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Football and Chronic Traumatic Encephalopathy: Can New Helmet Technology Ever Completely Eliminate the Risk?

Last month, researchers at Boston University announced that former Patriots tight end Aaron Hernandez suffered from advanced chronic traumatic encephalopathy (CTE). CTE is a progressive neurodegenerative disease that has been identified post-mortem in the brains of professional football players other professional athletes with histories of multiple head injuries. Of the former NFL players who are now known to have had the condition, most were in retirement age and had developed the characteristic memory and behavioral problems over a period of several years. Hernandez, who committed suicide after being sentenced in 2015 to life in prison without parole, was just 27 years old at the time of his death. Hernandez's daughter has filed a new lawsuit against the NFL and helmet manufacturer Riddell, Inc.

The discovery of such advanced CTE in an individual as young as Hernandez has reinvigorated discussions about head injuries in football and other professional sports. In response, the NFL has adopted new policies and measures to both reduce the risk of concussions and improve player outcomes once concussions have occurred. One such initiative is the development and testing of a new helmet design. However, many have suggested that the advent of the hard-shelled helmet itself led to an increase in aggressive gameplay compared to football’s early days of leather helmets. And, as one recent commentary discusses, helmet manufacturers have been found liable for misrepresenting or exaggerating the degree to which helmets can reduce the risk of concussions.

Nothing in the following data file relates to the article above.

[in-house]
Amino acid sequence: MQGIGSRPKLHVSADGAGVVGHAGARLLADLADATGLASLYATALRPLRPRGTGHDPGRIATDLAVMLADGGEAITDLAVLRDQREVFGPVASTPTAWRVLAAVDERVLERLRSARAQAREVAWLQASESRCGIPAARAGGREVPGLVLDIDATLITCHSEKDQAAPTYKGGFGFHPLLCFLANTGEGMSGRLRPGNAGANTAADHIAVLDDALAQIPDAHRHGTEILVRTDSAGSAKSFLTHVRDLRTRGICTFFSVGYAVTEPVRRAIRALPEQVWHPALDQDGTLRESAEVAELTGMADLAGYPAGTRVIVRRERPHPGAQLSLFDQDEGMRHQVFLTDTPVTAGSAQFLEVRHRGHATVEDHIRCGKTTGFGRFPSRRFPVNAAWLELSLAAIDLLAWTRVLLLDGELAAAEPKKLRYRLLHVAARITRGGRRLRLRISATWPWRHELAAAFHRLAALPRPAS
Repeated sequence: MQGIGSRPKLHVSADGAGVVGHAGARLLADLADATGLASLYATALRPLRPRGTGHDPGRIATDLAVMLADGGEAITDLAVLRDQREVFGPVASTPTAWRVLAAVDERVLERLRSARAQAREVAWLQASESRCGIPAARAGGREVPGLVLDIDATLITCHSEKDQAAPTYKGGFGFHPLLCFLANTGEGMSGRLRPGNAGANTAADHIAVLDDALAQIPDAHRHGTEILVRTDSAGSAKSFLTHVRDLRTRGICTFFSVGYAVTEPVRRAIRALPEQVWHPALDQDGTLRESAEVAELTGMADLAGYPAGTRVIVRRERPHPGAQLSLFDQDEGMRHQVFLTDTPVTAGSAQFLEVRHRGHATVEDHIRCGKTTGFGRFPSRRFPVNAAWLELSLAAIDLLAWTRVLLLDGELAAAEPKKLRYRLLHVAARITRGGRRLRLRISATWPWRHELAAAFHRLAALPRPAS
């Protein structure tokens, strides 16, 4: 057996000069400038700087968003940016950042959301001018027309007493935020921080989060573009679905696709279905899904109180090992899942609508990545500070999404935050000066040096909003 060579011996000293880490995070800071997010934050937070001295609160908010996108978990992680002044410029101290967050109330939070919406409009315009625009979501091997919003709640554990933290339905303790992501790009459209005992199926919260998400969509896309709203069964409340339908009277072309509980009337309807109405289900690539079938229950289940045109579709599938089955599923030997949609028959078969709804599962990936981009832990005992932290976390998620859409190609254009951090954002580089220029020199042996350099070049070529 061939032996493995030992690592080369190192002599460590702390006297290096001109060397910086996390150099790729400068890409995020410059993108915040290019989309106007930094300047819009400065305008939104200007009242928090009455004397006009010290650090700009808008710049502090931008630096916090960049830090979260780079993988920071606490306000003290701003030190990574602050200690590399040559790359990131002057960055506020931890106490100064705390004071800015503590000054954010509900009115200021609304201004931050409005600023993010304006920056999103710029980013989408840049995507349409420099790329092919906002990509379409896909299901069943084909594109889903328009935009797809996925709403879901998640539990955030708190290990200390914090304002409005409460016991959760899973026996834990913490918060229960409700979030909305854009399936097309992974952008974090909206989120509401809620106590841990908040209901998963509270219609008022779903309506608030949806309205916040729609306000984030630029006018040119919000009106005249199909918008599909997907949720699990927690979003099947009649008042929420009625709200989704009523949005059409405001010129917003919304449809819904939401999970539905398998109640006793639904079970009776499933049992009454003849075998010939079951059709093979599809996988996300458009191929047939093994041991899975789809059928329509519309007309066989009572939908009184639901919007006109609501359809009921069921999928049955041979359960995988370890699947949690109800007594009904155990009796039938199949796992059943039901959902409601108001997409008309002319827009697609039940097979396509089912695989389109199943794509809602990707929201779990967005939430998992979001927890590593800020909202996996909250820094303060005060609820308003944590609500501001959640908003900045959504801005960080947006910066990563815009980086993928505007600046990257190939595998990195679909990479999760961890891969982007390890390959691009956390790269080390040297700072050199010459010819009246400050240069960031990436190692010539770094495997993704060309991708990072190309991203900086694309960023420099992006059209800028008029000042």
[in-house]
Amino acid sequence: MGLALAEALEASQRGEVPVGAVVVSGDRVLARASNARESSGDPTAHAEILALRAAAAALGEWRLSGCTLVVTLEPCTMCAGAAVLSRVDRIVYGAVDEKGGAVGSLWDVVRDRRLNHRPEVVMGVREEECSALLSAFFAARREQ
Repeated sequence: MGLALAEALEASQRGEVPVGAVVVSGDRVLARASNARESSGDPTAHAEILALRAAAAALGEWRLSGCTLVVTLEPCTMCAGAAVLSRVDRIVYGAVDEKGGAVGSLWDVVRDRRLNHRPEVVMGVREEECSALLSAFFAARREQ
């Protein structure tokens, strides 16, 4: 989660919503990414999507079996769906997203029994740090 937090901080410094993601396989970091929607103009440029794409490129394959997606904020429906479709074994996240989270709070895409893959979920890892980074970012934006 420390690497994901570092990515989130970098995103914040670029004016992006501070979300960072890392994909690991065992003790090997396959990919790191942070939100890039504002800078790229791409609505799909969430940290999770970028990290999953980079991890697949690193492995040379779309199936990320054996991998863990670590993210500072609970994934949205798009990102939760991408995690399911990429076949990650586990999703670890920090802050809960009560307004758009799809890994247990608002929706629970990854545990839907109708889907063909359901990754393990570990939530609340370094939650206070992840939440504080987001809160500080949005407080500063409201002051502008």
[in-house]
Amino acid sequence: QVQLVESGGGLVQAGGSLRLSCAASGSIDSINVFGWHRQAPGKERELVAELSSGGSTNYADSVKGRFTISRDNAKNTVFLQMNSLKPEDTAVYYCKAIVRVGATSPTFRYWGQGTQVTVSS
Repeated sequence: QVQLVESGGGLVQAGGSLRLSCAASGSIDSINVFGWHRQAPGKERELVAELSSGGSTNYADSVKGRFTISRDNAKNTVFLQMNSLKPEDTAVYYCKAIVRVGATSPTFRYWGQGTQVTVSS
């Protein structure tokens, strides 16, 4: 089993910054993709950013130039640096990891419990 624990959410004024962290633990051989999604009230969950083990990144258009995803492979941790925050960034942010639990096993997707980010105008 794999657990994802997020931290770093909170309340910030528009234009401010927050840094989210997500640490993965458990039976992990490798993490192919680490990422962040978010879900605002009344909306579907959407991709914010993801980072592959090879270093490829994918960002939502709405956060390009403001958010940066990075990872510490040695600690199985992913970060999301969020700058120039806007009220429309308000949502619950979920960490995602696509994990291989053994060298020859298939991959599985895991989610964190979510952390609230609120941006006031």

Can a safety device, such as a football helmet, ever make the game 100% safe? And is it reasonable for anyone, from professional athletes to parents of youth football players, to have such high expectations? Ohio Revised Code § 2307.75(F) states that a product is not defective in design if “a practical and technically feasible alternative design or formulation was not available that would have prevented the harm” for which the claimant seeks to recover “without substantially impairing the usefulness or intended purpose of the product.” Thus, the design of football helmets requires a careful balancing of available safety technology against other design considerations, such as weight and vision obstructions, that affect their intended use. Although it is unlikely that football helmets will ever be able to completely eliminate head injuries from football, the NFL’s exploration of alternative helmet designs is an important step in the right direction.